Figure 3. The common gene expression changes with aging in suprapubic and lower leg tissues. (A) Module trait relationship of constructed modules from lower leg. The statistically significant modules were marked with asterisk. The correlation values and Bonferroni-corrected P-values (in the bracket) were marked. (B) Pathway enrichment analysis of tan module. Top 10 the most enriched pathways were used. (C) The changes in gene expression level of three genes that play a role in heparan sulfate proteoglycan biosynthetic process in both tissues were shown. (D) Heatmap displays the expression level of nine genes that play a role in wound healing process in both tissues.

In purple module (R = -0.2 and Bonferroni-corrected P = 4.4E-03), ‘skin/tissue development’, ‘lipid metabolic process’, and ‘regulation of water loss via skin’ were found (Figure 4A). Lipid metabolism and prevention of water loss are known to have roles in skin barrier function and often influenced by aging [35,36]. Genes involved in lipid metabolism such as ERBB3, LIPK, LIPN, SGPL1, and SMPD3 were decreased with aging as well as several water loss regulation genes including ABCA12, CLDN1, FLG, FLG2, and GBA (Figure 4B). Aforementioned genes were not found in statistically significant aging-related module in suprapubic (yellow, salmon, and pink modules; Supplemental Figure 2). In addition, 12 LCE genes were detected as down-regulated with aging (Supplemental Figure 3). However, from suprapubic, those genes were enriched in salmon module which did not change statistically significant with aging (Supplemental Figure 2).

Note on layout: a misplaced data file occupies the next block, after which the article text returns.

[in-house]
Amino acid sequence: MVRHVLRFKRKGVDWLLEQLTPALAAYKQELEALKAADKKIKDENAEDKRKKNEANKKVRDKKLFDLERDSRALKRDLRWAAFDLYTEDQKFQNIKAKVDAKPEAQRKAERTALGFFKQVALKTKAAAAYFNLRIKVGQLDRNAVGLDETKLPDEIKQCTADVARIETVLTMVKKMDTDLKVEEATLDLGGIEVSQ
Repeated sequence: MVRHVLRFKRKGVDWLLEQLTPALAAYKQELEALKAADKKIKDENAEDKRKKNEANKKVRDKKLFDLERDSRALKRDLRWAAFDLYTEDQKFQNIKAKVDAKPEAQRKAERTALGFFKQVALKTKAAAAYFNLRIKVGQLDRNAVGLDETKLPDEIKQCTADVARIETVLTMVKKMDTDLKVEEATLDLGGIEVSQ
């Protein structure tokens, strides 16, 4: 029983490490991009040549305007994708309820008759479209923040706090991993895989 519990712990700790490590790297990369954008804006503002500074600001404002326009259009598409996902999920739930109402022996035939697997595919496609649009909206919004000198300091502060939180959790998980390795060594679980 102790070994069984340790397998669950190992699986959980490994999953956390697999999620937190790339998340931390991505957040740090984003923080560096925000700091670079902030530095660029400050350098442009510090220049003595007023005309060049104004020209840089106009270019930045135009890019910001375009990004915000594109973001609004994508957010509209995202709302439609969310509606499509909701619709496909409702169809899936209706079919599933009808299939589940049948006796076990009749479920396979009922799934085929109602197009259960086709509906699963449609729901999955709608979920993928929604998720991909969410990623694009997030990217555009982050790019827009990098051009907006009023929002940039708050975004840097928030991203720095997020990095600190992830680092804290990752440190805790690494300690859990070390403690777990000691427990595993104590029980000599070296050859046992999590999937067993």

The gene expression alterations that are specific to lower leg. (A) Pathway enrichment analysis of purple and magenta modules. Top 15 the most enriched pathways were used. (B) Heatmap displays the gene expression changes with aging involved in lipid metabolism (top), water loss regulation via skin (middle), and vasculature development (bottom) in lower leg.